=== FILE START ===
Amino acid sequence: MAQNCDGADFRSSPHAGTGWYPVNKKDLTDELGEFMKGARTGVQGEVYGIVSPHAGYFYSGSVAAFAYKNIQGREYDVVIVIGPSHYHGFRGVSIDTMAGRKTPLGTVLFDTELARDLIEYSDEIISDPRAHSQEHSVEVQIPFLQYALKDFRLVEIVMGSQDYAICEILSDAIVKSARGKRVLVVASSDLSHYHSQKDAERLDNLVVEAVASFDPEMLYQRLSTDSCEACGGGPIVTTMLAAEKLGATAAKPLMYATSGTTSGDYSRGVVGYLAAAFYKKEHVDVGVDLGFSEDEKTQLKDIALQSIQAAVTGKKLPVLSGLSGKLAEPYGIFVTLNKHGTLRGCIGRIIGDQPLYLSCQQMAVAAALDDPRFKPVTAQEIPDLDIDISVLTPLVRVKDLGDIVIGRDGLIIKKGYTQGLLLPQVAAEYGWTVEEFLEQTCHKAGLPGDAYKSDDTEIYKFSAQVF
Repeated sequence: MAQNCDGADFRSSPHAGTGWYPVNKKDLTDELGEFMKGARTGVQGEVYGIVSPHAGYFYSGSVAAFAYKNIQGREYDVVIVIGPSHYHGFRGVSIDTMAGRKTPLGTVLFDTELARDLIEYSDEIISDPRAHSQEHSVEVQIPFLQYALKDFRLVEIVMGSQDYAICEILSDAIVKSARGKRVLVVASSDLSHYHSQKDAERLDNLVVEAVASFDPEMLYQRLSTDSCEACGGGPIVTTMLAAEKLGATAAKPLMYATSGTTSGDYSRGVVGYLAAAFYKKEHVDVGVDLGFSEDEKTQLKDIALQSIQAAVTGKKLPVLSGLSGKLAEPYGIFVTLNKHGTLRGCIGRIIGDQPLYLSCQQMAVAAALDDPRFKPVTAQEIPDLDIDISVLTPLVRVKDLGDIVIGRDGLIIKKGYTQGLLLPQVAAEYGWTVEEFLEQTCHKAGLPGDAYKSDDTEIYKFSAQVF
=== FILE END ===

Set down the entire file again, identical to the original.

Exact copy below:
Amino acid sequence: MAQNCDGADFRSSPHAGTGWYPVNKKDLTDELGEFMKGARTGVQGEVYGIVSPHAGYFYSGSVAAFAYKNIQGREYDVVIVIGPSHYHGFRGVSIDTMAGRKTPLGTVLFDTELARDLIEYSDEIISDPRAHSQEHSVEVQIPFLQYALKDFRLVEIVMGSQDYAICEILSDAIVKSARGKRVLVVASSDLSHYHSQKDAERLDNLVVEAVASFDPEMLYQRLSTDSCEACGGGPIVTTMLAAEKLGATAAKPLMYATSGTTSGDYSRGVVGYLAAAFYKKEHVDVGVDLGFSEDEKTQLKDIALQSIQAAVTGKKLPVLSGLSGKLAEPYGIFVTLNKHGTLRGCIGRIIGDQPLYLSCQQMAVAAALDDPRFKPVTAQEIPDLDIDISVLTPLVRVKDLGDIVIGRDGLIIKKGYTQGLLLPQVAAEYGWTVEEFLEQTCHKAGLPGDAYKSDDTEIYKFSAQVF
Repeated sequence: MAQNCDGADFRSSPHAGTGWYPVNKKDLTDELGEFMKGARTGVQGEVYGIVSPHAGYFYSGSVAAFAYKNIQGREYDVVIVIGPSHYHGFRGVSIDTMAGRKTPLGTVLFDTELARDLIEYSDEIISDPRAHSQEHSVEVQIPFLQYALKDFRLVEIVMGSQDYAICEILSDAIVKSARGKRVLVVASSDLSHYHSQKDAERLDNLVVEAVASFDPEMLYQRLSTDSCEACGGGPIVTTMLAAEKLGATAAKPLMYATSGTTSGDYSRGVVGYLAAAFYKKEHVDVGVDLGFSEDEKTQLKDIALQSIQAAVTGKKLPVLSGLSGKLAEPYGIFVTLNKHGTLRGCIGRIIGDQPLYLSCQQMAVAAALDDPRFKPVTAQEIPDLDIDISVLTPLVRVKDLGDIVIGRDGLIIKKGYTQGLLLPQVAAEYGWTVEEFLEQTCHKAGLPGDAYKSDDTEIYKFSAQVF